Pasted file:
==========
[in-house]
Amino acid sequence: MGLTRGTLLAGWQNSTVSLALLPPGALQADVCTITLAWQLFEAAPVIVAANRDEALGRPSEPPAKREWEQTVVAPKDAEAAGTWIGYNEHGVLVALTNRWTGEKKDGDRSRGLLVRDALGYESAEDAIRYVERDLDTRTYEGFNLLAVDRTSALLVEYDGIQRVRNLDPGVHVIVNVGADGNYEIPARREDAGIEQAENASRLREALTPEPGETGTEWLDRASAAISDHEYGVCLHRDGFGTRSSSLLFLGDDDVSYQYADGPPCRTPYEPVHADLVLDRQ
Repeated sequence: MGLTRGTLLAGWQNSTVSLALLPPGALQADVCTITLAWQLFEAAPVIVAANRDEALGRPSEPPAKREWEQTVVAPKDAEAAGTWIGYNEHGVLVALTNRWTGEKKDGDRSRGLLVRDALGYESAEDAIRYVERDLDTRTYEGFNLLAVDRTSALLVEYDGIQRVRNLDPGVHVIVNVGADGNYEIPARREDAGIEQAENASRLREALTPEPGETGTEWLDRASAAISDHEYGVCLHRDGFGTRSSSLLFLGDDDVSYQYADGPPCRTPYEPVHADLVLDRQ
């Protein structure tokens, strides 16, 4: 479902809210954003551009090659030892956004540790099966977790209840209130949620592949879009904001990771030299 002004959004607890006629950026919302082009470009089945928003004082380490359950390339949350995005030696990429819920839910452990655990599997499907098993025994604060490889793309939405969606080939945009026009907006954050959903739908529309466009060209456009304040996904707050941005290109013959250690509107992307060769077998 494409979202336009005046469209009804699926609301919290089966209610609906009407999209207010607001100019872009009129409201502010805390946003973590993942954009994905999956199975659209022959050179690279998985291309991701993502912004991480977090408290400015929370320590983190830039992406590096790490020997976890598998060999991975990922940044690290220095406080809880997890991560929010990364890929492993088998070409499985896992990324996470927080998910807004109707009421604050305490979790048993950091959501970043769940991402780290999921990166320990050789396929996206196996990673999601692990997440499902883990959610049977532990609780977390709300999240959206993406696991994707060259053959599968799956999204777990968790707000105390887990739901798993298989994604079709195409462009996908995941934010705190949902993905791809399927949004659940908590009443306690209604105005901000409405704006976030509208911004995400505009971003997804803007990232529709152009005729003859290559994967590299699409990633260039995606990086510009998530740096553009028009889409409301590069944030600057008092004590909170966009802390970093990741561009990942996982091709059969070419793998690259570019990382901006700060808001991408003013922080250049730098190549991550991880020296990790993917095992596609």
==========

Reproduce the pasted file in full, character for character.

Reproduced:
[in-house]
Amino acid sequence: MGLTRGTLLAGWQNSTVSLALLPPGALQADVCTITLAWQLFEAAPVIVAANRDEALGRPSEPPAKREWEQTVVAPKDAEAAGTWIGYNEHGVLVALTNRWTGEKKDGDRSRGLLVRDALGYESAEDAIRYVERDLDTRTYEGFNLLAVDRTSALLVEYDGIQRVRNLDPGVHVIVNVGADGNYEIPARREDAGIEQAENASRLREALTPEPGETGTEWLDRASAAISDHEYGVCLHRDGFGTRSSSLLFLGDDDVSYQYADGPPCRTPYEPVHADLVLDRQ
Repeated sequence: MGLTRGTLLAGWQNSTVSLALLPPGALQADVCTITLAWQLFEAAPVIVAANRDEALGRPSEPPAKREWEQTVVAPKDAEAAGTWIGYNEHGVLVALTNRWTGEKKDGDRSRGLLVRDALGYESAEDAIRYVERDLDTRTYEGFNLLAVDRTSALLVEYDGIQRVRNLDPGVHVIVNVGADGNYEIPARREDAGIEQAENASRLREALTPEPGETGTEWLDRASAAISDHEYGVCLHRDGFGTRSSSLLFLGDDDVSYQYADGPPCRTPYEPVHADLVLDRQ
């Protein structure tokens, strides 16, 4: 479902809210954003551009090659030892956004540790099966977790209840209130949620592949879009904001990771030299 002004959004607890006629950026919302082009470009089945928003004082380490359950390339949350995005030696990429819920839910452990655990599997499907098993025994604060490889793309939405969606080939945009026009907006954050959903739908529309466009060209456009304040996904707050941005290109013959250690509107992307060769077998 494409979202336009005046469209009804699926609301919290089966209610609906009407999209207010607001100019872009009129409201502010805390946003973590993942954009994905999956199975659209022959050179690279998985291309991701993502912004991480977090408290400015929370320590983190830039992406590096790490020997976890598998060999991975990922940044690290220095406080809880997890991560929010990364890929492993088998070409499985896992990324996470927080998910807004109707009421604050305490979790048993950091959501970043769940991402780290999921990166320990050789396929996206196996990673999601692990997440499902883990959610049977532990609780977390709300999240959206993406696991994707060259053959599968799956999204777990968790707000105390887990739901798993298989994604079709195409462009996908995941934010705190949902993905791809399927949004659940908590009443306690209604105005901000409405704006976030509208911004995400505009971003997804803007990232529709152009005729003859290559994967590299699409990633260039995606990086510009998530740096553009028009889409409301590069944030600057008092004590909170966009802390970093990741561009990942996982091709059969070419793998690259570019990382901006700060808001991408003013922080250049730098190549991550991880020296990790993917095992596609």